Making your own Sun-brewed Tea


May has brought on its showers but I’m sure that the summery days will still be back, bringing with it the bright sunshine and the scorchingly hot weather that calls for copious amounts of refreshment. The amount of sunshine streaming through our windows the past couple of weeks had me toying with all sorts of iced tea experiments. One of my favorite ones is brewing tea under the sun. Interesting? You bet it is. Solar-powered tea sounds so hip, doesn’t it?

Sun-brewed Tea

I bet you’re already feeling refreshed. Or parched. Or both.

I can extoll the values of sun-brewed tea, or as a lot of people call it, sun tea. How it’s more economical because you don’t use fuel to heat up the water. How it’s greener since as it uses the sun’s natural energy to brew. How the flavor is nice and subtle because of the slow steeping. But truthfully, the best reason is because it’s so easy! It’s mostly a dump everything in a jar affair, and unlike traditionally brewed iced tea, you don’t have to worry about the tea going bitter from over-steeping because the slow-brew gives you more leeway when it comes to time.

To start, choose what kind of tea you’d like. Black tea works best, but green is pretty okay too. Infused fruit teas are wonderful as well. For this batch, I chose mango-infused tea. If you’re going to use loose leaf tea, sticking it in a tea ball is advisable so you don’t have to strain and transfer your finished tea.

Sun-brewed Tea

Mango Tea from the Singapore Flyer

Get a clean, covered glass jar and fill it with a liter of filtered, room temperature water. Add enough tea for to make a liter’s worth. Simply follow package instructions. For this batch, I used four bags to a liter. Some black tea bags that are especially designed for brewed iced tea just need one to a liter. Don’t be afraid to wing it. If it’s too weak, add some more the next time you make it. If it’s too strong, lessen the amount. This is tea we’re talking about. It’s supposed to relax you, not add to your stress.

Cover your jar. I used a spiffy glass jar here, but truth be told, when I’m feeling extra lazy, I just put everything in a liter-sized glass measuring cup then cover with cling wrap. I told you this is lazy Kao-friendly.

Sun-brewed Tea

It’s fascinating to watch it slowly darken.

Now, step outside your home, look around and find the sunniest corner you can find. Choose one that has adequate sunlight for hours on end, so you don’t have to keep moving your jar. Think of your jar as a sunflower — it has to follow the sun, so just keep it where it’ll be hit directly. You’ll need to steep it in sunlight for three hours or so, that’s why it will be good to know the path the sun follows. I usually try to get my sun tea started a little before noon when the sun is at its zenith. I have a spot atop our gate’s pillar that enjoys adequate direct sunlight until 4pm or so. Plus, it’s out of reach for the neighborhood cats.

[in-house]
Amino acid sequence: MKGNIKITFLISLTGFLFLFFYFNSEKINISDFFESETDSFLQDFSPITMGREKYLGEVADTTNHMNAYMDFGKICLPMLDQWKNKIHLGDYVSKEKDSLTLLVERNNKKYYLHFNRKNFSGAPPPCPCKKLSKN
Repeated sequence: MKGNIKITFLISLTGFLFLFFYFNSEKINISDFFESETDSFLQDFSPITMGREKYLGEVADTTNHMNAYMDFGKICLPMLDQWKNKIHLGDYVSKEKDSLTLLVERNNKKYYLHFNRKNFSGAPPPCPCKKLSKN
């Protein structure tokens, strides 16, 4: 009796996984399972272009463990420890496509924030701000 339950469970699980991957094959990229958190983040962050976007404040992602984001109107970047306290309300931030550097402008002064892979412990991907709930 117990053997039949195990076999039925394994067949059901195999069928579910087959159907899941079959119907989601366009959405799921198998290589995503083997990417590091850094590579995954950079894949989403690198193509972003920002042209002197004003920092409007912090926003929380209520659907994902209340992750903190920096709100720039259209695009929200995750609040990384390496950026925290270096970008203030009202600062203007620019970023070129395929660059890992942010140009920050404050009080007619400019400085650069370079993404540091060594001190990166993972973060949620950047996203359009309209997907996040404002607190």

Sun-brewed Tea

Just enough to sweeten your day

Once your tea has done its time and has turned a lovely shade of amber or a deep, dark caramel — depending on your leaves of course — lace it with enough simple syrup to suit your personal tastes. Chill it in the fridge for a few more hours, or serve it atop ice if you can’t wait. Light, refreshing, and lazily-made. There’s no other drink more suitable for summer, is there?

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9 Responses to Making your own Sun-brewed Tea

  1. I love this! Will definitely try it, I have some passionfruit-infused bags here!

    • kaoko says:

      I decided to experiment on hot brewed tea na rin, sunbrewing really makes a diff. You really just have to finish it agad, maybe in a day, max? I read that it doesn’t keep well, probably because it’s not boiled.

  2. joey says:

    I am definitely going to try this! :)

  3. LizA says:

    Just a note — if anyone has a compromised immune system (and anyone who does KNOWS they do) they should stear clear of Sun Tea. There is the slight possibility of something growing in the brew that wouldn’t normally harm a healthy person.

    My Hubs has a stem cell transplant, and they were very clear about what he could and couldn’t have during recovery. Sometimes you just have to play by the rules. 😉

    • kaoko says:

      Thanks for the reminder LizA. I do remember reading somewhere that it doesn’t keep well as long as traditionally brewed tea because of the slow steep process. I guess that same factor makes it unsafe for people with compromised immune systems. I agree, it’s better to be safe than sorry, especially if your doctor warns against it.

      I wonder though, will boiling the prepared sun tea (sans the leaves), sort of like pasteurizing it, afterwards work?

  4. Pingback: Sumptuous Sundays: Sun-brewed Black Tea | bento, restos & recipes at http://www.kitchencow.com

  5. aoitenshi says:

    So interesting! But first, I need a jar. Haha. (I know I should just do it Lazy Kao style but I’m OC like that lol.)

    • kaoko says:

      Hahahaha! But you know what’s easier? Sunbrewing in a large glass measuring cup. That’s what I do sometimes, so measuring the liquid and pouring it is easier. I just add cling wrap to seal.

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